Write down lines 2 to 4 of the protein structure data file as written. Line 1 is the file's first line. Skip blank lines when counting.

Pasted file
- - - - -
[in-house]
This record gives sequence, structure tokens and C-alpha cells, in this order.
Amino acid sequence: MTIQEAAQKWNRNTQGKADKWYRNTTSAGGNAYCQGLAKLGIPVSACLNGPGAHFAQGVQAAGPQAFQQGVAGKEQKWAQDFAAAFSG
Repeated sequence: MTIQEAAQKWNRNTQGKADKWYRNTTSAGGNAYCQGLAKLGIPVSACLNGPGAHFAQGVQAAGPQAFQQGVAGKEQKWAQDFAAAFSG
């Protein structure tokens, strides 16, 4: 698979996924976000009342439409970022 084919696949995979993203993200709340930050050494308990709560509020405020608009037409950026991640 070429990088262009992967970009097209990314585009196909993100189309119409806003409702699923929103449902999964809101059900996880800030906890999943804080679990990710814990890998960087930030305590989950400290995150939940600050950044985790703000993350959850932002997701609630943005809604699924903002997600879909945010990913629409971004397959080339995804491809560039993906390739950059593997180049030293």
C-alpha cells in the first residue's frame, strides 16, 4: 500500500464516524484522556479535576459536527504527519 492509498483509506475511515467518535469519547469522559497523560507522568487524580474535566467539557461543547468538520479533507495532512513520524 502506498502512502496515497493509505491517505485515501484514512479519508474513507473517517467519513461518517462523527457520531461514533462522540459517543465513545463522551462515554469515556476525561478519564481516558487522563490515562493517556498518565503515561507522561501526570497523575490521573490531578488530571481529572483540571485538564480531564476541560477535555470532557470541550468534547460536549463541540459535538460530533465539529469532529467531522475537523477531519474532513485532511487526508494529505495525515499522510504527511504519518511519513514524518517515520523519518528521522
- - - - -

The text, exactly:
This record gives sequence, structure tokens and C-alpha cells, in this order.
Amino acid sequence: MTIQEAAQKWNRNTQGKADKWYRNTTSAGGNAYCQGLAKLGIPVSACLNGPGAHFAQGVQAAGPQAFQQGVAGKEQKWAQDFAAAFSG
Repeated sequence: MTIQEAAQKWNRNTQGKADKWYRNTTSAGGNAYCQGLAKLGIPVSACLNGPGAHFAQGVQAAGPQAFQQGVAGKEQKWAQDFAAAFSG